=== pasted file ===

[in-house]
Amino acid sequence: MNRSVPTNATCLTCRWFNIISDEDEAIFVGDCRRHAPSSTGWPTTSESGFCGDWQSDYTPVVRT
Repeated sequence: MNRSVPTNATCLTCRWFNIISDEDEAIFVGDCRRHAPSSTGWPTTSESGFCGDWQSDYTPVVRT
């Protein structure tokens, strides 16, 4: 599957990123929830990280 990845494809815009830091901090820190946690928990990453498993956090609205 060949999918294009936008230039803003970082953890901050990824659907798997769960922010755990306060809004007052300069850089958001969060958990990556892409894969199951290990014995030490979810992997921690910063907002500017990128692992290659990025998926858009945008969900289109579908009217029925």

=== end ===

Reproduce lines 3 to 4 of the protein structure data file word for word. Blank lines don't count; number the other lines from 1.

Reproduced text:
Repeated sequence: MNRSVPTNATCLTCRWFNIISDEDEAIFVGDCRRHAPSSTGWPTTSESGFCGDWQSDYTPVVRT
């Protein structure tokens, strides 16, 4: 599957990123929830990280 990845494809815009830091901090820190946690928990990453498993956090609205 060949999918294009936008230039803003970082953890901050990824659907798997769960922010755990306060809004007052300069850089958001969060958990990556892409894969199951290990014995030490979810992997921690910063907002500017990128692992290659990025998926858009945008969900289109579908009217029925």